DNA is a long, twisting molecule that carries a biological blueprint. Although DNA research is popularly equated with cutting-edge modern science, the molecule was actually discovered four years after Lincoln's assassination.

A revolution in scientific thought accompanied the publication of Charles Darwin's 1858 theory of evolution and Louis Pasteur's 1868 experiments disproving the spontaneous generation of life. Swiss chemist Johann Friedrich Miescher isolated DNA in 1869 while examining white blood cells in pus from discarded medical bandages. He called his discovery "nuclein" and suggested that it might have something to do with heredity. (PORTUGAL AND COHEN 9-12; WALLACE et al 201-2)

"A series of pus-corpuscles taken from the same pus, showing the various stages of disintegration of the nucleus," c. 1867. Courtesy of the National Library of Medicine.

There are two types of DNA that must be considered in the context of the Lincoln investigation: nuclear and mitochondrial DNA.

Nuclear DNA (nucDNA) is found in the cell nucleus, which acts as a control center for hereditary information. Mitochondria, which produce the cell's energy, also contain DNA. There are structural differences between nuclear and mitochondrial DNA (mtDNA) that have important consequences for the Chicago Historical Society's investigation.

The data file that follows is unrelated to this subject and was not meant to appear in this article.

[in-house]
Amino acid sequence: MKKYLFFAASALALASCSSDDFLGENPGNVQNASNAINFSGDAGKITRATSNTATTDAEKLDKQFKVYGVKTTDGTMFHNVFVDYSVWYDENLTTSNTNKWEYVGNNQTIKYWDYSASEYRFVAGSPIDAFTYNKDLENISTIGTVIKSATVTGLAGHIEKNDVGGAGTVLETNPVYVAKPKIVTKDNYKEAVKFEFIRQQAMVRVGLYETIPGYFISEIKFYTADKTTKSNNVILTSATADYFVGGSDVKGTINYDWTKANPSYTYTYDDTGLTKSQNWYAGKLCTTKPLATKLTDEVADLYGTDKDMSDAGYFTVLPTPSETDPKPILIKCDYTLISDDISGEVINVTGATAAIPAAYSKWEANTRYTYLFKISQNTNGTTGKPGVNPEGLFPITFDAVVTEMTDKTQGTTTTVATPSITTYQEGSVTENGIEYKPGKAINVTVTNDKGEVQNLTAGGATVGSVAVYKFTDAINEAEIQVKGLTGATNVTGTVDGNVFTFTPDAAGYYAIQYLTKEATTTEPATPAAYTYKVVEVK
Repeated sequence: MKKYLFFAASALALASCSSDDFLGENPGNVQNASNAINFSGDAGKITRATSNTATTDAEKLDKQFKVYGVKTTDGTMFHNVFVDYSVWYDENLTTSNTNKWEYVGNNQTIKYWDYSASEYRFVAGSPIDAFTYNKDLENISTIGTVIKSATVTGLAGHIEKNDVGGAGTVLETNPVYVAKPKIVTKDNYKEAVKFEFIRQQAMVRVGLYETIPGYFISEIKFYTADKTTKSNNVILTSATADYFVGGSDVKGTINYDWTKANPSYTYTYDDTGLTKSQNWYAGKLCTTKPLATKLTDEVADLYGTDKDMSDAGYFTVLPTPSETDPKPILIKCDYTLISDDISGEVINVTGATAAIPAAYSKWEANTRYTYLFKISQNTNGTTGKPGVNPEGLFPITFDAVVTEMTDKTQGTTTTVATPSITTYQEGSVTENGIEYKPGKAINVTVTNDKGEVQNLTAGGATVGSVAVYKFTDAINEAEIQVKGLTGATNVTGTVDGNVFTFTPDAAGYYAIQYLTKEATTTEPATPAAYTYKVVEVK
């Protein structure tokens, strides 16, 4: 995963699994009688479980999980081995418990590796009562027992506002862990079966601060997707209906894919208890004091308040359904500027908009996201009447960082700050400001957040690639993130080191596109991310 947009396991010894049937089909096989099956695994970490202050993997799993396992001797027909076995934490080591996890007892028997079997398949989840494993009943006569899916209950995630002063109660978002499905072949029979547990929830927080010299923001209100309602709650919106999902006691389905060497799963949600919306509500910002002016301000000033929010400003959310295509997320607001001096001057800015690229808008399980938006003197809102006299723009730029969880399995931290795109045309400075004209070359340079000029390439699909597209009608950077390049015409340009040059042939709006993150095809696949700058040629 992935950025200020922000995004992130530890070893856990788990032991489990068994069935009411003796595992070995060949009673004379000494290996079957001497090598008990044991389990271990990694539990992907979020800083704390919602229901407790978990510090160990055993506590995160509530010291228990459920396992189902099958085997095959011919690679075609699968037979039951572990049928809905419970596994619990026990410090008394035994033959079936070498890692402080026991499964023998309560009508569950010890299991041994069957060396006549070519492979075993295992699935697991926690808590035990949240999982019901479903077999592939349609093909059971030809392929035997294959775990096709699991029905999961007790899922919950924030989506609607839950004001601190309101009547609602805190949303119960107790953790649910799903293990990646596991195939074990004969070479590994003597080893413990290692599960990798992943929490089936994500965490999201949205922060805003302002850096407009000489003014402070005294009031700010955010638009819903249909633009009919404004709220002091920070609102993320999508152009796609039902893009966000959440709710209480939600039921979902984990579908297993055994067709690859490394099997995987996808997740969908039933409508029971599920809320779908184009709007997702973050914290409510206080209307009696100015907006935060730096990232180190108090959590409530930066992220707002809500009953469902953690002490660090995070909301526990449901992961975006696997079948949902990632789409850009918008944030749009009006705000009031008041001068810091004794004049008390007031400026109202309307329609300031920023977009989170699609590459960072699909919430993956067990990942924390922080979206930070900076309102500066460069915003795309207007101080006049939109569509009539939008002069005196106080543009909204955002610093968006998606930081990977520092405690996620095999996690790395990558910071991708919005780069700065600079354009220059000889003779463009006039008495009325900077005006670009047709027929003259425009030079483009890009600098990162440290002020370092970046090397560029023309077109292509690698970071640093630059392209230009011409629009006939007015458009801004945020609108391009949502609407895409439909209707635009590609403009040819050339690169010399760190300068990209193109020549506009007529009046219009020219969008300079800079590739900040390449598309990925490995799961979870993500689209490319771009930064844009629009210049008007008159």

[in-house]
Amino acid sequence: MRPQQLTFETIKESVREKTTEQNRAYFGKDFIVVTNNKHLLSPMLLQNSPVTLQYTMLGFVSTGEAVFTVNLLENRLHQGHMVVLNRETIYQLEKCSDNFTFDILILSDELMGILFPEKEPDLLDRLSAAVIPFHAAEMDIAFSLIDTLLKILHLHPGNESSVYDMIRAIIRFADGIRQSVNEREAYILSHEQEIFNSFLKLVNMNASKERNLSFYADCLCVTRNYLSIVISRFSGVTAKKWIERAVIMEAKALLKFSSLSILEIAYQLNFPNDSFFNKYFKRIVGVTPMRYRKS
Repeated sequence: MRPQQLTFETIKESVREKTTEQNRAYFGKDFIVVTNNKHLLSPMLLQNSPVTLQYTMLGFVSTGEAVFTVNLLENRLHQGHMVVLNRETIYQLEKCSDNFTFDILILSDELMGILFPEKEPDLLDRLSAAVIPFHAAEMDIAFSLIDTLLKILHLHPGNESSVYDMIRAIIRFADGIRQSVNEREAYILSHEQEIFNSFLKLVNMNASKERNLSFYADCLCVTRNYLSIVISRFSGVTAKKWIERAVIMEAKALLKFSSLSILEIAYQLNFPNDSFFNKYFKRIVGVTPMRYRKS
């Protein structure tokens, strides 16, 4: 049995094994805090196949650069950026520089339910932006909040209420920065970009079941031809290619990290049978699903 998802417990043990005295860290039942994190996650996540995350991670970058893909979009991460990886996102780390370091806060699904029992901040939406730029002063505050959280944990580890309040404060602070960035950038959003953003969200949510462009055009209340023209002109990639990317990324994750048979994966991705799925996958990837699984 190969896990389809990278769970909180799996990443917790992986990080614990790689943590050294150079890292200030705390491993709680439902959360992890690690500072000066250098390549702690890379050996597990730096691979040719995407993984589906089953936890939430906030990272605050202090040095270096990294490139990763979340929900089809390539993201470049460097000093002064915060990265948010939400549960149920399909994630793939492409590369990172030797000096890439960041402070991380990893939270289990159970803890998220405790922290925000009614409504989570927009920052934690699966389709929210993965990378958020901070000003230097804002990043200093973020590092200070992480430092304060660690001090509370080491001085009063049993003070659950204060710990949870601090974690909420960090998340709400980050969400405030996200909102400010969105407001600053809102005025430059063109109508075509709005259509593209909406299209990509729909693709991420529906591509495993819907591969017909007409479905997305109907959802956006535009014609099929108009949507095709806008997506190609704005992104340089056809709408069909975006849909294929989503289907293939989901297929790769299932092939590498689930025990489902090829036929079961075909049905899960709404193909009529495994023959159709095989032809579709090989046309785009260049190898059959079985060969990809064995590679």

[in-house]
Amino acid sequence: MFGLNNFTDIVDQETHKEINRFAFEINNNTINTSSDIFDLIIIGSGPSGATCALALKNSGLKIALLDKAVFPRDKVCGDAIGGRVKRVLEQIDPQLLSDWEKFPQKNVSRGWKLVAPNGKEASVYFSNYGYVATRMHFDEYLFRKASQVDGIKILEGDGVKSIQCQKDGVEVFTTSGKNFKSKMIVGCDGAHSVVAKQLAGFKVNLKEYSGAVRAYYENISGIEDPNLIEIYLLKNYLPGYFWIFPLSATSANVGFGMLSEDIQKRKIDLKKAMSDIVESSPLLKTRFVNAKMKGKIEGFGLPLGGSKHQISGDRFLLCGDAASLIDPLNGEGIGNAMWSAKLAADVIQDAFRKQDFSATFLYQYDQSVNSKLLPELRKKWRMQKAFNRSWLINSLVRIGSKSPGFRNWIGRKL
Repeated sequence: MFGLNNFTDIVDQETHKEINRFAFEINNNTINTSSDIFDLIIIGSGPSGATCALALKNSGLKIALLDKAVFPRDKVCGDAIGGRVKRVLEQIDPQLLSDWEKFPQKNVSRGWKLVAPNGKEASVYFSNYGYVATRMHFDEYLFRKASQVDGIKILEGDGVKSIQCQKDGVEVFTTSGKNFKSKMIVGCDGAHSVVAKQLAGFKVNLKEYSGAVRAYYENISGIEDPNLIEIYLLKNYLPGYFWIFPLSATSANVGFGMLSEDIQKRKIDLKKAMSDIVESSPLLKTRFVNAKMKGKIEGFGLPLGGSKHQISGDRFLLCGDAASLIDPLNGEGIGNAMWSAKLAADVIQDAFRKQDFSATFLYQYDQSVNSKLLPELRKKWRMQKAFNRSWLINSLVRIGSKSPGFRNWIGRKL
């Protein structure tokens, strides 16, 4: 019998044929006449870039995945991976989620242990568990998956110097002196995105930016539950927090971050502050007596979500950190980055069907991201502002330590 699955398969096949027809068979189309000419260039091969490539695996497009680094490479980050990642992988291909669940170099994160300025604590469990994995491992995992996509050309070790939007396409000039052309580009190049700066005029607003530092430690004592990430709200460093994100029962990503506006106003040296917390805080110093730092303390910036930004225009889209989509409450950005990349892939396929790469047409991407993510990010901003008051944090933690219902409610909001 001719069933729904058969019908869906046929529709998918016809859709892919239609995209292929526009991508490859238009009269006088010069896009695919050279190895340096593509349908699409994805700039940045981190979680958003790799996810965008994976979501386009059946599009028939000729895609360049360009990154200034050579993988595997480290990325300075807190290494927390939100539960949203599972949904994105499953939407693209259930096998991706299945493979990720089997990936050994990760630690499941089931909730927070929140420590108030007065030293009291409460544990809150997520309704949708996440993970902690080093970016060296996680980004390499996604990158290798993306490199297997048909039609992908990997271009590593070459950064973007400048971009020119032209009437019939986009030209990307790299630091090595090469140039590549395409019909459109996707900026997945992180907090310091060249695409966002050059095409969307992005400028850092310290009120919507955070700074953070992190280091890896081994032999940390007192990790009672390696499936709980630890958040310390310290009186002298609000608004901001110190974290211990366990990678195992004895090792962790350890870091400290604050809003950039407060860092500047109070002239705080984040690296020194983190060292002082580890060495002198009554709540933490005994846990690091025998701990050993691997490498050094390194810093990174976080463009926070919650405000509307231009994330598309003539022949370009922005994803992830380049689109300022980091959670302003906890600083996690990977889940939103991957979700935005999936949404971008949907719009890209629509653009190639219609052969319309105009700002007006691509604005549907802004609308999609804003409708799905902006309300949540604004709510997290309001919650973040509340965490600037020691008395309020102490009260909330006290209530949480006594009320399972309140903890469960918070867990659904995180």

Cell nucleus (green) and mitochondria (pink). Adapted with permission from Don W. Fawcett's The Cell, 1981.

Investigators are more likely to find mitochondrial DNA than nuclear DNA in aged blood and hair samples.

There is only one nucleus in a cell but there are thousands of mitochondria. Mitochondrial DNA is more robust than relatively fragile nucDNA. When cells die, the small amount of nuclear DNA degrades more quickly than mtDNA. Hair shafts, which are composed entirely of dead cells, contain only mtDNA. (FAWCETT 426; "ANCIENT DNA SEQUENCES")

Mitochondria (pink). Adapted with permission from Don W. Fawcett's The Cell, 1981.

The movement is exemplified by Oliver Wendell Holmes, a physician, poet, and abolitionist. Holmes introduced microscopy to Harvard Medical School, and he championed the Civil War sanitary movement, hoping to reduce battlefield casualties by the prevention of disease. Holmes also invented the stereoscope, which created three-dimensional images of Civil War casualties. (WEISSMAN xi, 25, 103)

Main Building of the Great North Western Sanitary Fair, Chicago, Baker & Company, 1865 (ICHi-22142).
It has been suggested that the flowering of DNA research in the United States is the legacy of scientists who advanced health and social reform during the Civil War.